For 15 years, computer engineer David S. Lifton has tracked the Kennedy assasination just the way he did "Project Apollo" during the moon landing.
He has always taunted other Warren Commission critics that he -- and only he -- would someday piece together the truth about Dallas with the meticulous throughness of a man whose background is math and physics and engineering.
Now he has completed an investigation that has obessed him since 1965 in a book, entitled "Best Evidence," that the prestigious publishing house of Macmillian is bringing out in January.
It apparently wasn't just publicity hype when Macmillan announced in a cover ad in the current issue of Publishers Weekly that "One hundred years from now . . . this book will still be shocking . . . because it tells, at last, the truth about the deception surrounding the killing of John F. Kennedy."
Phones have been ringing all over the United States among that network of prominent assassination aficionados who analyze obscure data about the events of Nov. 22, 1963, they way other people play bridge or chess.
Even Lifton's detractors are conceding grudgingly that he is onto "something important."
He has uncovered new evidence that he believes "if Lee Harvey Oswald were alive today, it would get him a new trial and he would be acquitted." He also makes a convincing case for an argument that President Kennedy's death was a "deliberate professional political murder -- and not a historic accident that was a quirk of fate -- planned by a group in government who wanted him removed from office."
It's about "faked evidence . . . disguises, camouflage . . . used to conceal the facts from all official government investigations."
It's about "the mechanics of a frameup . . . who orchestrated it and how the plan worked."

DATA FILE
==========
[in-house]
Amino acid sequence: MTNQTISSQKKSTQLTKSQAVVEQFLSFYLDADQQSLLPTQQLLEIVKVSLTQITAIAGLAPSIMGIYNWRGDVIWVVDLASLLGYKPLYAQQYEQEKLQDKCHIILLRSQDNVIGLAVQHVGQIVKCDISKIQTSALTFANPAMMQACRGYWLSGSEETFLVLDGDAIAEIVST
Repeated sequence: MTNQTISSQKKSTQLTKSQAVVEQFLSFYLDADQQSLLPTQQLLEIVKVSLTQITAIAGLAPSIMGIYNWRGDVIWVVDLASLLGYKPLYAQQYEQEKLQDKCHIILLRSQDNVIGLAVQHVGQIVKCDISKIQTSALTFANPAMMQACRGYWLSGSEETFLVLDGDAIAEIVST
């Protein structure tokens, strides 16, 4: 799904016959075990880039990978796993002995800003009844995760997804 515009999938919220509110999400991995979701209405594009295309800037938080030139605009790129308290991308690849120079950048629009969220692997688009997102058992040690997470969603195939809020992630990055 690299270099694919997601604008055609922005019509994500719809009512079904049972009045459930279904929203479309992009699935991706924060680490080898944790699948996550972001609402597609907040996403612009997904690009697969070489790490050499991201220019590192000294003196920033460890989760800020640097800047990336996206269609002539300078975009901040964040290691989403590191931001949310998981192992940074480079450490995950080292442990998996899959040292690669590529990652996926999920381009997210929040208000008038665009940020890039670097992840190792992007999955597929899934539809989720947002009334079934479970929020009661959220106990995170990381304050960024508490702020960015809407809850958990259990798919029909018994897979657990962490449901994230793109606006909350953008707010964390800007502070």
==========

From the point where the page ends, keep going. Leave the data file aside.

"Lee Harvey Oswald is innocent," Lifton argues, apparently more convincingly than anyone else has done before.
Lee Harvey Oswald, according to Lifton, was a "chance suspect," picked up because he had "bought a gun and had a fight with is wife and had made some threats against politicans."
He was a convenient scapegoat, Lifton says, "and it was easy to frame him in the eyes of the world. It's as if you had won a Nobel Prize by falsifying your lab notebooks on research and got away with it for years until somebody came along and checked your findings and said wait a minute, these notebooks are fake."
Because of libel laws, the book is a "how-dunnit instead of a whodunnit," Lifton says.
The military -- particularly at Bethesda Naval Hospital, where the JFK autopsy was performed -- are not going to like Lifton's startling new findings.
Sources familiar with Lifton's manuscript say he has uncovered "never before published documents that dispute those autopsy findings."
According to attorney Bernard V. Fernsterwald, head of the private Committee to Investigate Assassinations, the "deficiencies" of the autopsy affected "the whole investigation."
"A lot has already been said about the autopsy," Fensterwald said yesterday. "That it should have been done in Texas, that is should have been done by professionals. They were not professionals and there were a lot of high military officers standing around while it was being done."
Lifton, said Fensterwald, has tracked down and interviewed military witnesses never called by either the Warren Commission or the House select committee on assassinations."
"This isn't going to be light bedtime reading," he said.
Lifton, now 40, spent four years just rewriting his manuscript after it was accepted by Macmillan. Twenty other publishers, apparently not realizing the quality of his investigative skills, turned him down.
Living on savings and family money, he spent as much as $800 a month in long-distance phone tolls over a decade and a half in pursuit of his truth.
He made a lot of enemies along the way, one of his peers said yesterday, because he was forever tantalizing them with the claim that he was the only one on the right track.
"He always claimed he was the one researcher among us who knew the answer," one source said yesterday. "We would say, 'All right, why don't you tell us then, why wait?' There is bound to be a lot of flack about why he didn't make his findings known before the House select committee on assassinations hearings."
Lifton's critics accuse him of being "secretive" and "paranoid" about his work. But he dying to talk about it now. His publisher has had to muzzle him with threats to keep him from giving away all the tantalizing little details before the publication date.